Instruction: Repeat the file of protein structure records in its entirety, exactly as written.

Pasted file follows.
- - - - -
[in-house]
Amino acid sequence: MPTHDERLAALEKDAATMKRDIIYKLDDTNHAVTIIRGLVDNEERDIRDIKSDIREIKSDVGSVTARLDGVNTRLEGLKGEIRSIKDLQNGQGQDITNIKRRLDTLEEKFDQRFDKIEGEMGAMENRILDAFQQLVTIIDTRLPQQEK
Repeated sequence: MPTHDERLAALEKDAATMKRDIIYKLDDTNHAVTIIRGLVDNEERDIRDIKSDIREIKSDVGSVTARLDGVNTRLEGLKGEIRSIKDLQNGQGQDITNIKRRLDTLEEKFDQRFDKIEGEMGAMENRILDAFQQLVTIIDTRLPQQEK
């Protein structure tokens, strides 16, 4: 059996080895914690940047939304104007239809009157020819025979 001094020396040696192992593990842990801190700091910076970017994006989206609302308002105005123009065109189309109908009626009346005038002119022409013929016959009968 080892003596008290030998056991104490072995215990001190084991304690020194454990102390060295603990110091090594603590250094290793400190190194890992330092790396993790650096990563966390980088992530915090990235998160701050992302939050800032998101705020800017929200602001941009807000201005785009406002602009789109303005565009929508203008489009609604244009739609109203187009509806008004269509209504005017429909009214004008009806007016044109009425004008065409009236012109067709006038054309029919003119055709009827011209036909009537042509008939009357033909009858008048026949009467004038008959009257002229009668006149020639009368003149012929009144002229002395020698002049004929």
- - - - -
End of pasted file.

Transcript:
[in-house]
Amino acid sequence: MPTHDERLAALEKDAATMKRDIIYKLDDTNHAVTIIRGLVDNEERDIRDIKSDIREIKSDVGSVTARLDGVNTRLEGLKGEIRSIKDLQNGQGQDITNIKRRLDTLEEKFDQRFDKIEGEMGAMENRILDAFQQLVTIIDTRLPQQEK
Repeated sequence: MPTHDERLAALEKDAATMKRDIIYKLDDTNHAVTIIRGLVDNEERDIRDIKSDIREIKSDVGSVTARLDGVNTRLEGLKGEIRSIKDLQNGQGQDITNIKRRLDTLEEKFDQRFDKIEGEMGAMENRILDAFQQLVTIIDTRLPQQEK
């Protein structure tokens, strides 16, 4: 059996080895914690940047939304104007239809009157020819025979 001094020396040696192992593990842990801190700091910076970017994006989206609302308002105005123009065109189309109908009626009346005038002119022409013929016959009968 080892003596008290030998056991104490072995215990001190084991304690020194454990102390060295603990110091090594603590250094290793400190190194890992330092790396993790650096990563966390980088992530915090990235998160701050992302939050800032998101705020800017929200602001941009807000201005785009406002602009789109303005565009929508203008489009609604244009739609109203187009509806008004269509209504005017429909009214004008009806007016044109009425004008065409009236012109067709006038054309029919003119055709009827011209036909009537042509008939009357033909009858008048026949009467004038008959009257002229009668006149020639009368003149012929009144002229002395020698002049004929």